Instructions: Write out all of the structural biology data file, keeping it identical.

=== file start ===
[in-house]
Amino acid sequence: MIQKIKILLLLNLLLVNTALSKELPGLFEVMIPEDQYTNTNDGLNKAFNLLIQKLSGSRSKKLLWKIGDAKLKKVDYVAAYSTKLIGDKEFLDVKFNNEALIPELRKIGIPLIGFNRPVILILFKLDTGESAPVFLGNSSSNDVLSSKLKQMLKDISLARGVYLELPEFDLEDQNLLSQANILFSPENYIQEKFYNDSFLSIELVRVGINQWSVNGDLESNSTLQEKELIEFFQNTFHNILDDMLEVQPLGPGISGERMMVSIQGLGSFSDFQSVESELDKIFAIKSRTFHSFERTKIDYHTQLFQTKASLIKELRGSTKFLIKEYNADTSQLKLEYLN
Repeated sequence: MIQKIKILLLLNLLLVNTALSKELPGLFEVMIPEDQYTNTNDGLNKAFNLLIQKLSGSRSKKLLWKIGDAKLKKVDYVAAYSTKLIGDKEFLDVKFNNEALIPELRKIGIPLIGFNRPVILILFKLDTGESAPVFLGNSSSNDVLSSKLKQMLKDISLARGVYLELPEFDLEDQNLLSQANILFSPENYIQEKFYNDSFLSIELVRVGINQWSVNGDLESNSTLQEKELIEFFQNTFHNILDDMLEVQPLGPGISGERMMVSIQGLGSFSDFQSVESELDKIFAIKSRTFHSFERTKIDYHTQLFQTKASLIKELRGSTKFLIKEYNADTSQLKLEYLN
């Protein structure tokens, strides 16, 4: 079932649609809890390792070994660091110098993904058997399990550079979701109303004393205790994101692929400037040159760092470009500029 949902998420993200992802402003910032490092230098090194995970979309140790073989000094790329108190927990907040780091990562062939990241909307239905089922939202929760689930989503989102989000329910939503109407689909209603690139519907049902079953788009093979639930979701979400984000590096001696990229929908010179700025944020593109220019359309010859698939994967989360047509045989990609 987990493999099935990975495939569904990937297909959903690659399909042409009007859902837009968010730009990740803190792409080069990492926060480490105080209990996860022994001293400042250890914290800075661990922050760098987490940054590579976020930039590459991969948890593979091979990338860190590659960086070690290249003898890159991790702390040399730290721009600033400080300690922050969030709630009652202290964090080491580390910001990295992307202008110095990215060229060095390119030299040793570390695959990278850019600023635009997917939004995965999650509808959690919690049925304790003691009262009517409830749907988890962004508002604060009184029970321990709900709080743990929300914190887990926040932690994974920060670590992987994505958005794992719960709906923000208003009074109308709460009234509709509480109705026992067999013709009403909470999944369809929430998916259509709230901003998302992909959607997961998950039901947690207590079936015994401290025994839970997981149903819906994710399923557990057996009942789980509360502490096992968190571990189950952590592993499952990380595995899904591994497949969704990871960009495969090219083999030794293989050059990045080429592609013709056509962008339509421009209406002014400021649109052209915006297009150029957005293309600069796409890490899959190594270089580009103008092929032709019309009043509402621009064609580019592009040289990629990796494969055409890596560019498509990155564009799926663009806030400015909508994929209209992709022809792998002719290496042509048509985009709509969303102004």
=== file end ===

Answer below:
[in-house]
Amino acid sequence: MIQKIKILLLLNLLLVNTALSKELPGLFEVMIPEDQYTNTNDGLNKAFNLLIQKLSGSRSKKLLWKIGDAKLKKVDYVAAYSTKLIGDKEFLDVKFNNEALIPELRKIGIPLIGFNRPVILILFKLDTGESAPVFLGNSSSNDVLSSKLKQMLKDISLARGVYLELPEFDLEDQNLLSQANILFSPENYIQEKFYNDSFLSIELVRVGINQWSVNGDLESNSTLQEKELIEFFQNTFHNILDDMLEVQPLGPGISGERMMVSIQGLGSFSDFQSVESELDKIFAIKSRTFHSFERTKIDYHTQLFQTKASLIKELRGSTKFLIKEYNADTSQLKLEYLN
Repeated sequence: MIQKIKILLLLNLLLVNTALSKELPGLFEVMIPEDQYTNTNDGLNKAFNLLIQKLSGSRSKKLLWKIGDAKLKKVDYVAAYSTKLIGDKEFLDVKFNNEALIPELRKIGIPLIGFNRPVILILFKLDTGESAPVFLGNSSSNDVLSSKLKQMLKDISLARGVYLELPEFDLEDQNLLSQANILFSPENYIQEKFYNDSFLSIELVRVGINQWSVNGDLESNSTLQEKELIEFFQNTFHNILDDMLEVQPLGPGISGERMMVSIQGLGSFSDFQSVESELDKIFAIKSRTFHSFERTKIDYHTQLFQTKASLIKELRGSTKFLIKEYNADTSQLKLEYLN
């Protein structure tokens, strides 16, 4: 079932649609809890390792070994660091110098993904058997399990550079979701109303004393205790994101692929400037040159760092470009500029 949902998420993200992802402003910032490092230098090194995970979309140790073989000094790329108190927990907040780091990562062939990241909307239905089922939202929760689930989503989102989000329910939503109407689909209603690139519907049902079953788009093979639930979701979400984000590096001696990229929908010179700025944020593109220019359309010859698939994967989360047509045989990609 987990493999099935990975495939569904990937297909959903690659399909042409009007859902837009968010730009990740803190792409080069990492926060480490105080209990996860022994001293400042250890914290800075661990922050760098987490940054590579976020930039590459991969948890593979091979990338860190590659960086070690290249003898890159991790702390040399730290721009600033400080300690922050969030709630009652202290964090080491580390910001990295992307202008110095990215060229060095390119030299040793570390695959990278850019600023635009997917939004995965999650509808959690919690049925304790003691009262009517409830749907988890962004508002604060009184029970321990709900709080743990929300914190887990926040932690994974920060670590992987994505958005794992719960709906923000208003009074109308709460009234509709509480109705026992067999013709009403909470999944369809929430998916259509709230901003998302992909959607997961998950039901947690207590079936015994401290025994839970997981149903819906994710399923557990057996009942789980509360502490096992968190571990189950952590592993499952990380595995899904591994497949969704990871960009495969090219083999030794293989050059990045080429592609013709056509962008339509421009209406002014400021649109052209915006297009150029957005293309600069796409890490899959190594270089580009103008092929032709019309009043509402621009064609580019592009040289990629990796494969055409890596560019498509990155564009799926663009806030400015909508994929209209992709022809792998002719290496042509048509985009709509969303102004």